Diocese of Lucena
Declaration on the Building Up of the Local Church

1.Grateful to the Almighty Father for having guided the Diocese of Lucena for the past twenty-eight years of her existence, this First Synod of the Diocese of Lucena aims to bring the light of the Gospel and the Spirit of the Second Vatican Council into all the strata of our diocesan community with the hope of transforming this community from within, thus making it new.1

2.The objective of this Diocesan Synod is pastoral in nature and orientation.2 This Synod is designed to strengthen our Christian life as well as our unity with the Universal Church. In this document, the theology and the unifying principles of the local church, it's manifestations in community life and the three areas of concern for its up-building shall be briefly described.

Chapter I

3.The Local Church is the realization and enfleshment of the Church in a given people, place and time.2 It is a community of people, not in isolation from other local churches but very much united with them in the profession of the 'one Lord, one faith and one baptism' (Eph. 4/5). In a special way, it rejoices in its communion and filial oneness with the See of Peter that presides over the Universal Church in love. The Bishop by his ministry of unity and presidency links the local Church, which is the diocese, in space with all other local churches and in time with the Church of the Apostles.3

4.The constitutive elements4 of the local church are the following: (a) the community of believers gathered in the Holy Spirit, (b) the Word of God preached in their midst, (c) the Eucharist which they celebrate, and (d) the Bishop who is the 'visible principle and foundation of unity'.5 at the core of these element is the saving encounter of men with the Risen Lord.

5.This saving encounter in turn is realized concretely in the Parish Community which in a genuine sense embodies the mystery of the Church. Although the parish is the smallest unit of the Church, nevertheless it realizes at the same time the entire Church. It is 'the determined portion of the people of God constituted in particular church, whose pastoral care, under the authority of the Diocesan Bishop is assigned to a priest, its pastor and its shepherd'.6

6.We believe that the more faithfully the pastoral program of the Diocese adheres to the Gospel of Christ, the more the Person of Christ becomes manifest in the local church. Therefore, in the formulation of our pastoral program, we shall seriously consider the thought-patterns, motivations, aspirations and behaviours of the people of God of Lucena as the proper context of Christ's incarnation in our local church.

Chapter II

7.The Local Church is manifested in various forms of community life. We believe that, after the family which is the domestic sanctuary of the Church, the first manifestations of the local church as community of believers is expressed in small Christian communities where people are most available to one another. It is here that lay people can exercise their leadership as community leaders, prayer, leaders, catechists, social workers, etc.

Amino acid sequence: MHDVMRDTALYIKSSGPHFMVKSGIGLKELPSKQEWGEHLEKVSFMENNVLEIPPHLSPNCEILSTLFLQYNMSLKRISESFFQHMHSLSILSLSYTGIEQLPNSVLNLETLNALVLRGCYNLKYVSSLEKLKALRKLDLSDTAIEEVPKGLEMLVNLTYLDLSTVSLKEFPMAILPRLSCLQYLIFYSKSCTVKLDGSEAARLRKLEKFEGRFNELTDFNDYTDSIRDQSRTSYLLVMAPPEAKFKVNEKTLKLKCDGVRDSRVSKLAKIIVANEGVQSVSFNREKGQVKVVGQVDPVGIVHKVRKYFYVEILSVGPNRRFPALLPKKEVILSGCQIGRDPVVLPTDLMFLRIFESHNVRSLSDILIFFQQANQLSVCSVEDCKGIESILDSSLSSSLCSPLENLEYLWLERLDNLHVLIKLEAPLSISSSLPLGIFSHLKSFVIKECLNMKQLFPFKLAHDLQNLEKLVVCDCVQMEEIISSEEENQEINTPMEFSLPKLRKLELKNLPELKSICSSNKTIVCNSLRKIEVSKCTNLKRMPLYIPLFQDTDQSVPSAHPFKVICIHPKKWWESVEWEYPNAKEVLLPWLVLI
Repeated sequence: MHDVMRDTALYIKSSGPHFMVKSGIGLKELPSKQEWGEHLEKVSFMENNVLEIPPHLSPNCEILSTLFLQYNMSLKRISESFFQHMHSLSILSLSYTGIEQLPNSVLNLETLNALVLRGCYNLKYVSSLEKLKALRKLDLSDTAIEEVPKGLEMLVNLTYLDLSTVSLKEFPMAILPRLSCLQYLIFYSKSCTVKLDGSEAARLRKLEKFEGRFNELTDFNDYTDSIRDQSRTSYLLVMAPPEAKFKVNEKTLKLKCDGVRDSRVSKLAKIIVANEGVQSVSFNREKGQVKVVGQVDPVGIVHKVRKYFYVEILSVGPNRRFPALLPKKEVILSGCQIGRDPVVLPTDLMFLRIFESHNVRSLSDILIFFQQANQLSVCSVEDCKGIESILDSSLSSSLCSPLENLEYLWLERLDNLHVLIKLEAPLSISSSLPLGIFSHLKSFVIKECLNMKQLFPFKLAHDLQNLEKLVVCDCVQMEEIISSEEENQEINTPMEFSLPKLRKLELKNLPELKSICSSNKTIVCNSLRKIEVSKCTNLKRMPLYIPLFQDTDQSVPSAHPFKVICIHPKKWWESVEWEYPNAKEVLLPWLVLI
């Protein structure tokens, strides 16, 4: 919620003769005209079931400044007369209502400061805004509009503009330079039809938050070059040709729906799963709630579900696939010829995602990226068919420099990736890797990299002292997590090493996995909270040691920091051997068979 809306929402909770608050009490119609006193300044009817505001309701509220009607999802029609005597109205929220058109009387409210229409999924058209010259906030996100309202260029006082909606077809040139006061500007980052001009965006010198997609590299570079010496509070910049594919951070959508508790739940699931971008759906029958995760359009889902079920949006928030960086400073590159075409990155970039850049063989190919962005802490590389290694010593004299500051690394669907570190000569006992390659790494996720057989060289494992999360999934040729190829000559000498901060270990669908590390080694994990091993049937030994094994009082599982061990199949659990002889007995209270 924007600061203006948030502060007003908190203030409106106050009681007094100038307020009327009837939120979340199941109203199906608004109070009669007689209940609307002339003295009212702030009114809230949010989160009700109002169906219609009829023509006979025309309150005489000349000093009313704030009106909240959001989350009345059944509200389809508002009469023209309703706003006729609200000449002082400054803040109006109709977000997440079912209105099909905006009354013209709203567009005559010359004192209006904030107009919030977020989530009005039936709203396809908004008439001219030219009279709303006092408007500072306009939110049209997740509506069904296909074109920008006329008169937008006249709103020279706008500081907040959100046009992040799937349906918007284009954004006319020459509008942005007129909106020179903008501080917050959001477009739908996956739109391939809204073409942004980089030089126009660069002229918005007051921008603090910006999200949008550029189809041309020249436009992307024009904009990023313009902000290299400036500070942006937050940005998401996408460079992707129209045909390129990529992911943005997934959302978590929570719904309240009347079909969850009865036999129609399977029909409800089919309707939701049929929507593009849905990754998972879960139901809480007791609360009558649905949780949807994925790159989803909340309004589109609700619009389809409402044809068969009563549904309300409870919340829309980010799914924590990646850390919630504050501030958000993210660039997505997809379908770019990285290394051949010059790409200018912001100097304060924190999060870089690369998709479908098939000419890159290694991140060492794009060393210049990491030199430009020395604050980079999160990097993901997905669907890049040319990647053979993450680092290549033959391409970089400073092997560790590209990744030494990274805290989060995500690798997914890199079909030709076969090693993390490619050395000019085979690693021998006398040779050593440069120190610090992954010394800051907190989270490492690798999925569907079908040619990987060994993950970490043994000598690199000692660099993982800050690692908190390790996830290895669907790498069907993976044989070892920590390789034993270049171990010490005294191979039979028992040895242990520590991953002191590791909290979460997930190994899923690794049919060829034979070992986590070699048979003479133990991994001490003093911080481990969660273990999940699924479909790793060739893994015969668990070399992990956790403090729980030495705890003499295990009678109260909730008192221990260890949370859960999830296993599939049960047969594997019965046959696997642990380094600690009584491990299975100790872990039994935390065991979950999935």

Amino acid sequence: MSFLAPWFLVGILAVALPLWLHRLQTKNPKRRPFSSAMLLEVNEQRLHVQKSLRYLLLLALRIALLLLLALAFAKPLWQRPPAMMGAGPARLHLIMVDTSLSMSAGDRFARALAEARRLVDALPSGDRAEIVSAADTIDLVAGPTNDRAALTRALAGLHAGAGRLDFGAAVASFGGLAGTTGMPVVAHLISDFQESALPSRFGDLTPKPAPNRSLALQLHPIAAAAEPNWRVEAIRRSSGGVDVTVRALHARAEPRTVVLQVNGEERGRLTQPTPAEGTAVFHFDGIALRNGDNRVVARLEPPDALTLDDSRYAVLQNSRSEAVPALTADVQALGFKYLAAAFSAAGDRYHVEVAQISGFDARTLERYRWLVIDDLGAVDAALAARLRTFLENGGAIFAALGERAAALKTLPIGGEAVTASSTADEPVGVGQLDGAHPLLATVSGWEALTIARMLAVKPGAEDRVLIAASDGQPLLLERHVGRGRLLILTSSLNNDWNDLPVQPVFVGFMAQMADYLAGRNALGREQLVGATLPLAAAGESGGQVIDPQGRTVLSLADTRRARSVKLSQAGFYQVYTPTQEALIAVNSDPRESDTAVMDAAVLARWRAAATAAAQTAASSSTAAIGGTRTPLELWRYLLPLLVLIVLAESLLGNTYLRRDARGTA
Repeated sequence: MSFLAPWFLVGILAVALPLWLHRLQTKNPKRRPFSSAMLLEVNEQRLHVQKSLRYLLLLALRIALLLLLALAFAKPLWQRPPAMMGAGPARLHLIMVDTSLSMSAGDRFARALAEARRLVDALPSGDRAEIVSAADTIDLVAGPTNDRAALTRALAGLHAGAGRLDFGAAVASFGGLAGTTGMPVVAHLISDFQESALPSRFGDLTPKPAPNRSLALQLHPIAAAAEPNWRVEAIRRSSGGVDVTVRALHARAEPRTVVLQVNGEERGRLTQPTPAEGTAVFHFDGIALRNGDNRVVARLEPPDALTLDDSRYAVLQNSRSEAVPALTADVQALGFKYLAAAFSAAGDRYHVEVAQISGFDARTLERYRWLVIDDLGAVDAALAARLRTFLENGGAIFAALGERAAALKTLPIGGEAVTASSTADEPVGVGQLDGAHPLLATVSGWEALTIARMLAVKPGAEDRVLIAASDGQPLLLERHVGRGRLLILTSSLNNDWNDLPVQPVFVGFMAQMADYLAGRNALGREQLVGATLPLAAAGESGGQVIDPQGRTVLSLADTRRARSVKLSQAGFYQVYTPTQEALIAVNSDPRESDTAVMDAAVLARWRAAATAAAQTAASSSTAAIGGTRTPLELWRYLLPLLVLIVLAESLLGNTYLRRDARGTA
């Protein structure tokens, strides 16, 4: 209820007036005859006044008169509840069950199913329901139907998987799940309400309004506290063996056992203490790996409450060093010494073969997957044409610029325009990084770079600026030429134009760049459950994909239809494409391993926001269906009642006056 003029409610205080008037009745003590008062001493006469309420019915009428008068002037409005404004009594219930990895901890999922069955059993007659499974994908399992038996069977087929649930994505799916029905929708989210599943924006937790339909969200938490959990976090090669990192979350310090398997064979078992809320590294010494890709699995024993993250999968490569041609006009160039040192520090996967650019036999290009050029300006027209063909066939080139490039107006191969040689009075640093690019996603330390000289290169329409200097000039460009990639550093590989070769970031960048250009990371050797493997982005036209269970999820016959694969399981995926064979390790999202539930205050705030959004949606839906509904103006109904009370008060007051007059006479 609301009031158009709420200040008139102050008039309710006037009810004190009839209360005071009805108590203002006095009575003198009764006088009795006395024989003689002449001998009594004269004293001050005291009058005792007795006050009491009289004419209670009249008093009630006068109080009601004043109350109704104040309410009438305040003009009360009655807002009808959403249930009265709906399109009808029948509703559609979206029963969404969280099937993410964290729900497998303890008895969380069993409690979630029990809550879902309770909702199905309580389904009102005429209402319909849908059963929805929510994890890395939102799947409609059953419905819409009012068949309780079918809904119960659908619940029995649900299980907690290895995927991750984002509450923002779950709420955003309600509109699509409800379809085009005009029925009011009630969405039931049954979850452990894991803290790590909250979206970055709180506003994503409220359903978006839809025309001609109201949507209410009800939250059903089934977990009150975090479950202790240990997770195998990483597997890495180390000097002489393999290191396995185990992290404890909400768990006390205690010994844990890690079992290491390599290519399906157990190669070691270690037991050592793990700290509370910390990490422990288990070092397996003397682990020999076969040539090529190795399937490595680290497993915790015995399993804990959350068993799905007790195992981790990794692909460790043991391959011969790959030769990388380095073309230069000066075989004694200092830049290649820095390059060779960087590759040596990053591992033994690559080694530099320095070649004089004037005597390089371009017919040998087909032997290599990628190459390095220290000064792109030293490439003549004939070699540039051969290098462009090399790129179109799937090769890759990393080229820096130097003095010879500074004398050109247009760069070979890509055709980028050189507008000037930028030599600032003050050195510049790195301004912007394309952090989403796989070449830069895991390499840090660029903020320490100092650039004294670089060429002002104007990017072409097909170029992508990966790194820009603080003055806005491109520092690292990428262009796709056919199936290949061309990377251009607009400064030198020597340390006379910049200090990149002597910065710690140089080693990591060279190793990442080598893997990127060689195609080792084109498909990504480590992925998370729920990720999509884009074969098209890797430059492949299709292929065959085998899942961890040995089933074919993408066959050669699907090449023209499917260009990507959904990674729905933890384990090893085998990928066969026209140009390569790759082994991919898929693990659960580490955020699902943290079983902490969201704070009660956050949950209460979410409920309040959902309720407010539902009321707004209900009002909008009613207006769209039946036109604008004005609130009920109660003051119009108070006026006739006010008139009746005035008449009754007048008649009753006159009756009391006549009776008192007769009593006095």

8.Another ecclesial manifestation is the parish where community life is seen through solidarity with one another headed by the parish priest acting as the representative of the Bishop in that community. Through the use of various charisms on the part of the laity as well as through the exercise of sacerdotal ministry on the part of the priest, the parish becomes a veritable ecclesial community.

9.In the diocesan level community life is manifested through the unity of all the parishes with one another around the Bishop portrays the image of the one 'who came to serve rather than to be served' (Mk. 10/45). He exercises his ministry 'not as domineering over the flock but being example to the flock' (1 Pt. 5/3), and offering his life for his sheep (Jo. 10/15).

10. The Bishop and the Clergy form the Presbyteral Community, which , as one body marked by a life-style permeated by simplicity, humility, sincerity and charity, becomes a credible sacrament of unity to the people they are called to serve.

Chapter III

11.In order to build up a truly alive local church, we, the participants in this Diocesan Synod, are profoundly convinced that attentive consideration should be given to both the diocesan and parish levels. We envision that emergence of a genuinely Filipino Christian community in our diocese -- Filipino in its way of thinking, praying, living and communicating its own Christ-experience to others.

12.Scrutinizing the conditions and situation of the Diocese, we are confronted with a variety of tasks under these three areas of concern: Christian life celebration (worship), evangelization (formation) and development (service). These three will, henceforth, occupy the main thrust of out pastoral decisions and programs.